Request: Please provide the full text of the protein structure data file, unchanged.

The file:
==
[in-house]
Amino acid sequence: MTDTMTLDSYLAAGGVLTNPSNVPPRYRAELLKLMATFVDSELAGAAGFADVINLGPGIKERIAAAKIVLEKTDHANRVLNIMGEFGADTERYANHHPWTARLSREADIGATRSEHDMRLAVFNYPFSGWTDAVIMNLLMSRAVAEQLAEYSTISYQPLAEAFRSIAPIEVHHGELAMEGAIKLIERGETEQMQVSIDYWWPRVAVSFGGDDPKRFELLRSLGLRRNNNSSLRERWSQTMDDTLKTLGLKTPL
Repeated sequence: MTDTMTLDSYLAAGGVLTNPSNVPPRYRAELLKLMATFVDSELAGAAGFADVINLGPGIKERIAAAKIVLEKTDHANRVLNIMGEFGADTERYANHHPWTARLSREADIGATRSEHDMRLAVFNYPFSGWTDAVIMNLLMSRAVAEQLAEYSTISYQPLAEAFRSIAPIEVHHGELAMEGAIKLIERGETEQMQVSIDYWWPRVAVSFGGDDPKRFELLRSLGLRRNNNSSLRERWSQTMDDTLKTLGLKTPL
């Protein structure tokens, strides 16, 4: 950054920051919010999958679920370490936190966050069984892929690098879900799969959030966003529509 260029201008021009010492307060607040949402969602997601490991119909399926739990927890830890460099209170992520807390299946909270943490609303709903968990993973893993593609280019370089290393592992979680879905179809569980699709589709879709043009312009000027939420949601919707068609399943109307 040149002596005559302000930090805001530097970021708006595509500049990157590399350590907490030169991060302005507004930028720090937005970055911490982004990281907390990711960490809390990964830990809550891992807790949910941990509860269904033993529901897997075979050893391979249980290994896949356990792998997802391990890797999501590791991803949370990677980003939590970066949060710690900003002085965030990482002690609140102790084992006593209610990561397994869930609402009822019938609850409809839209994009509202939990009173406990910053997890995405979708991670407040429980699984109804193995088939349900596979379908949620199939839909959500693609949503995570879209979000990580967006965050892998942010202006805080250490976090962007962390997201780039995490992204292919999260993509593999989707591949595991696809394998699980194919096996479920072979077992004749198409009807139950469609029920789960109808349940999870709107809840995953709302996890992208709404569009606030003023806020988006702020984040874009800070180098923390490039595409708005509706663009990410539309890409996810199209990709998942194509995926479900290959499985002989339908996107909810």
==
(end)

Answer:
[in-house]
Amino acid sequence: MTDTMTLDSYLAAGGVLTNPSNVPPRYRAELLKLMATFVDSELAGAAGFADVINLGPGIKERIAAAKIVLEKTDHANRVLNIMGEFGADTERYANHHPWTARLSREADIGATRSEHDMRLAVFNYPFSGWTDAVIMNLLMSRAVAEQLAEYSTISYQPLAEAFRSIAPIEVHHGELAMEGAIKLIERGETEQMQVSIDYWWPRVAVSFGGDDPKRFELLRSLGLRRNNNSSLRERWSQTMDDTLKTLGLKTPL
Repeated sequence: MTDTMTLDSYLAAGGVLTNPSNVPPRYRAELLKLMATFVDSELAGAAGFADVINLGPGIKERIAAAKIVLEKTDHANRVLNIMGEFGADTERYANHHPWTARLSREADIGATRSEHDMRLAVFNYPFSGWTDAVIMNLLMSRAVAEQLAEYSTISYQPLAEAFRSIAPIEVHHGELAMEGAIKLIERGETEQMQVSIDYWWPRVAVSFGGDDPKRFELLRSLGLRRNNNSSLRERWSQTMDDTLKTLGLKTPL
């Protein structure tokens, strides 16, 4: 950054920051919010999958679920370490936190966050069984892929690098879900799969959030966003529509 260029201008021009010492307060607040949402969602997601490991119909399926739990927890830890460099209170992520807390299946909270943490609303709903968990993973893993593609280019370089290393592992979680879905179809569980699709589709879709043009312009000027939420949601919707068609399943109307 040149002596005559302000930090805001530097970021708006595509500049990157590399350590907490030169991060302005507004930028720090937005970055911490982004990281907390990711960490809390990964830990809550891992807790949910941990509860269904033993529901897997075979050893391979249980290994896949356990792998997802391990890797999501590791991803949370990677980003939590970066949060710690900003002085965030990482002690609140102790084992006593209610990561397994869930609402009822019938609850409809839209994009509202939990009173406990910053997890995405979708991670407040429980699984109804193995088939349900596979379908949620199939839909959500693609949503995570879209979000990580967006965050892998942010202006805080250490976090962007962390997201780039995490992204292919999260993509593999989707591949595991696809394998699980194919096996479920072979077992004749198409009807139950469609029920789960109808349940999870709107809840995953709302996890992208709404569009606030003023806020988006702020984040874009800070180098923390490039595409708005509706663009990410539309890409996810199209990709998942194509995926479900290959499985002989339908996107909810």